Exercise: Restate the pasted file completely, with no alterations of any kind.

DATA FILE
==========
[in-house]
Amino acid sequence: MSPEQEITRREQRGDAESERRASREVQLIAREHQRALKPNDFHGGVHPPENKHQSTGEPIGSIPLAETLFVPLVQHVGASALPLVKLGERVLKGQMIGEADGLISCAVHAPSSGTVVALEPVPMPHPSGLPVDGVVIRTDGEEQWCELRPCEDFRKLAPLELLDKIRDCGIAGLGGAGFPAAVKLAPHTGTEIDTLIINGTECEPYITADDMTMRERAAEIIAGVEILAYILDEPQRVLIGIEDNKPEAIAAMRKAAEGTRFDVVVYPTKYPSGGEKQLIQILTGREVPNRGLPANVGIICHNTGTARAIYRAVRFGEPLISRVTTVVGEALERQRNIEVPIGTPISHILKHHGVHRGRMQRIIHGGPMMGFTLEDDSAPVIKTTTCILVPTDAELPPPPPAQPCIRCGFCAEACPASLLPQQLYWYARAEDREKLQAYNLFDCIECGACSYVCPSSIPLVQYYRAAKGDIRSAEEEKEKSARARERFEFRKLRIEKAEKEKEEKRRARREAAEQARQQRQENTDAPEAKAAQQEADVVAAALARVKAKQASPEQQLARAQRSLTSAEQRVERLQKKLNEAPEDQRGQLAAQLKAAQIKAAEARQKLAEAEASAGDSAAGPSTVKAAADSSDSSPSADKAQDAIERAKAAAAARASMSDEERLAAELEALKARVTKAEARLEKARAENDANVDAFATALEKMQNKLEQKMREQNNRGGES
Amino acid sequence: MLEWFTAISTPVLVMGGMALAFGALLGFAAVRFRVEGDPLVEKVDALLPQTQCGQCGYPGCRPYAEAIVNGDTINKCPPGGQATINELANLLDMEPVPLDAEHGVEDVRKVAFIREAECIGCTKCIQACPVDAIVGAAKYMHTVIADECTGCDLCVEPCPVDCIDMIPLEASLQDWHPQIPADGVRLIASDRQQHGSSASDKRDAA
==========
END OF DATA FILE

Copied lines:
[in-house]
Amino acid sequence: MSPEQEITRREQRGDAESERRASREVQLIAREHQRALKPNDFHGGVHPPENKHQSTGEPIGSIPLAETLFVPLVQHVGASALPLVKLGERVLKGQMIGEADGLISCAVHAPSSGTVVALEPVPMPHPSGLPVDGVVIRTDGEEQWCELRPCEDFRKLAPLELLDKIRDCGIAGLGGAGFPAAVKLAPHTGTEIDTLIINGTECEPYITADDMTMRERAAEIIAGVEILAYILDEPQRVLIGIEDNKPEAIAAMRKAAEGTRFDVVVYPTKYPSGGEKQLIQILTGREVPNRGLPANVGIICHNTGTARAIYRAVRFGEPLISRVTTVVGEALERQRNIEVPIGTPISHILKHHGVHRGRMQRIIHGGPMMGFTLEDDSAPVIKTTTCILVPTDAELPPPPPAQPCIRCGFCAEACPASLLPQQLYWYARAEDREKLQAYNLFDCIECGACSYVCPSSIPLVQYYRAAKGDIRSAEEEKEKSARARERFEFRKLRIEKAEKEKEEKRRARREAAEQARQQRQENTDAPEAKAAQQEADVVAAALARVKAKQASPEQQLARAQRSLTSAEQRVERLQKKLNEAPEDQRGQLAAQLKAAQIKAAEARQKLAEAEASAGDSAAGPSTVKAAADSSDSSPSADKAQDAIERAKAAAAARASMSDEERLAAELEALKARVTKAEARLEKARAENDANVDAFATALEKMQNKLEQKMREQNNRGGES
Amino acid sequence: MLEWFTAISTPVLVMGGMALAFGALLGFAAVRFRVEGDPLVEKVDALLPQTQCGQCGYPGCRPYAEAIVNGDTINKCPPGGQATINELANLLDMEPVPLDAEHGVEDVRKVAFIREAECIGCTKCIQACPVDAIVGAAKYMHTVIADECTGCDLCVEPCPVDCIDMIPLEASLQDWHPQIPADGVRLIASDRQQHGSSASDKRDAA